LONDON — More landlords are suing Twitter for non-payment of rent, this time at the social media company’s San Francisco headquarters and its British offices, the latest sign that landlord Elon Musk’s extreme cost-cutting strategy includes just don’t pay the bills.

Twitter is facing a lawsuit over allegations it failed to pay rent for its headquarters, according to California court documents. Meanwhile, the owner of its central London facility said he will take the company to court over rent debt.

Musk is cutting costs after his $44 billion deal last year to buy Twitter left the company strapped for about $1 billion in annual interest payments. Twitter has already been taken to court this month for falling behind on another San Francisco office rent.

Is he ultimate legal headache for Musk, who has been testifying in recent days in a separate class action lawsuit by Tesla investors alleging that his 2017 tweet misled them about funding to take the electric car maker private.

Billionaire Tesla CEO’s cost-cutting strategy for Twitter has also included eviscerate the company’s workforce Y souvenir auction and luxury office furniture.

Twitter did not respond to a request for comment. His communications department was shut down after the Musk takeover.

The owner of Twitter’s San Francisco headquarters, located at 1355 Market St., is suing the company after it missed its last monthly rent payment, according to documents filed Friday in California Superior Court.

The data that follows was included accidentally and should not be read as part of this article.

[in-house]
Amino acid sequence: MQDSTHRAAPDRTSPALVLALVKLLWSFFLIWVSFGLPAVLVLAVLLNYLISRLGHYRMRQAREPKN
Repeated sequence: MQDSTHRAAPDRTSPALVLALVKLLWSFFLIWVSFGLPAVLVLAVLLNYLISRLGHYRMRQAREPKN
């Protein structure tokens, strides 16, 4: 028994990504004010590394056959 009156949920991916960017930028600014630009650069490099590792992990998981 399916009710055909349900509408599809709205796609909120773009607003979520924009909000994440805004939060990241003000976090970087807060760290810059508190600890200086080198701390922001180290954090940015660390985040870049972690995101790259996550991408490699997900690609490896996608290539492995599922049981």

The company, Sri Nine Market Square LLC, said Twitter «breached the lease by failing to pay monthly rent and additional rent» for January in the amount of $3.4 million.

Twitter, which has held a lease on three floors in the building since 2011, had fallen behind on a similar amount of rent in December, which Sri Nine Market Square recovered from a letter of credit Twitter had put up as a security deposit, the presentation said.

After using those funds, the landlord says Twitter still owes $3.16 million in unpaid rent and is seeking late fees and interest plus attorneys’ fees. The social media company still occupies the property, the owner said.

In Britain, the Crown Estate has launched legal proceedings against Twitter after the company fell behind in renting its offices near London’s famous Piccadilly Circus.

Crown Estate, which owns some of central London’s most expensive real estate, said it had taken action following previous contact with Twitter about the unpaid rent and is in talks with the company, but provided no further information.

Crown Estate is an extensive portfolio of properties that includes much of London’s Regent Street, as well as the Windsor estate. It is an independently run trading business, but its profits are used as a benchmark for Sovereign Grant funding, which is public money that funds the official work of the British royal family.